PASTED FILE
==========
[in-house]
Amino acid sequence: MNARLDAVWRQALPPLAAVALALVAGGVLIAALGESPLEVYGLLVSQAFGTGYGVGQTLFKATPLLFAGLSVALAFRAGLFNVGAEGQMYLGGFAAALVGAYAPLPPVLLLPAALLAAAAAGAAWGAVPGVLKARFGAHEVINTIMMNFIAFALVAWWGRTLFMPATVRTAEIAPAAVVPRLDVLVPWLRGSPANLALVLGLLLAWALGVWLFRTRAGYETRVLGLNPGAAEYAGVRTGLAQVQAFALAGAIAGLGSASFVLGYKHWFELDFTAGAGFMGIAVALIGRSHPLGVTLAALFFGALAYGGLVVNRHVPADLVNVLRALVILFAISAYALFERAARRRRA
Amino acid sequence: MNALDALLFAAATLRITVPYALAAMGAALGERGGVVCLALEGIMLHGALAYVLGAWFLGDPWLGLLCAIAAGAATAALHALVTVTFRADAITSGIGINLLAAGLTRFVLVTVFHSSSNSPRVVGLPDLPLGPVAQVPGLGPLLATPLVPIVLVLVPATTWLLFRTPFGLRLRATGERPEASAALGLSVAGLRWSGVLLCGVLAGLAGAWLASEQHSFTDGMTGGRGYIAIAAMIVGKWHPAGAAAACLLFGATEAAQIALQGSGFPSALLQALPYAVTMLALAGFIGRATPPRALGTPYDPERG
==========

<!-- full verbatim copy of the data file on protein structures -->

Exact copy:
[in-house]
Amino acid sequence: MNARLDAVWRQALPPLAAVALALVAGGVLIAALGESPLEVYGLLVSQAFGTGYGVGQTLFKATPLLFAGLSVALAFRAGLFNVGAEGQMYLGGFAAALVGAYAPLPPVLLLPAALLAAAAAGAAWGAVPGVLKARFGAHEVINTIMMNFIAFALVAWWGRTLFMPATVRTAEIAPAAVVPRLDVLVPWLRGSPANLALVLGLLLAWALGVWLFRTRAGYETRVLGLNPGAAEYAGVRTGLAQVQAFALAGAIAGLGSASFVLGYKHWFELDFTAGAGFMGIAVALIGRSHPLGVTLAALFFGALAYGGLVVNRHVPADLVNVLRALVILFAISAYALFERAARRRRA
Amino acid sequence: MNALDALLFAAATLRITVPYALAAMGAALGERGGVVCLALEGIMLHGALAYVLGAWFLGDPWLGLLCAIAAGAATAALHALVTVTFRADAITSGIGINLLAAGLTRFVLVTVFHSSSNSPRVVGLPDLPLGPVAQVPGLGPLLATPLVPIVLVLVPATTWLLFRTPFGLRLRATGERPEASAALGLSVAGLRWSGVLLCGVLAGLAGAWLASEQHSFTDGMTGGRGYIAIAAMIVGKWHPAGAAAACLLFGATEAAQIALQGSGFPSALLQALPYAVTMLALAGFIGRATPPRALGTPYDPERG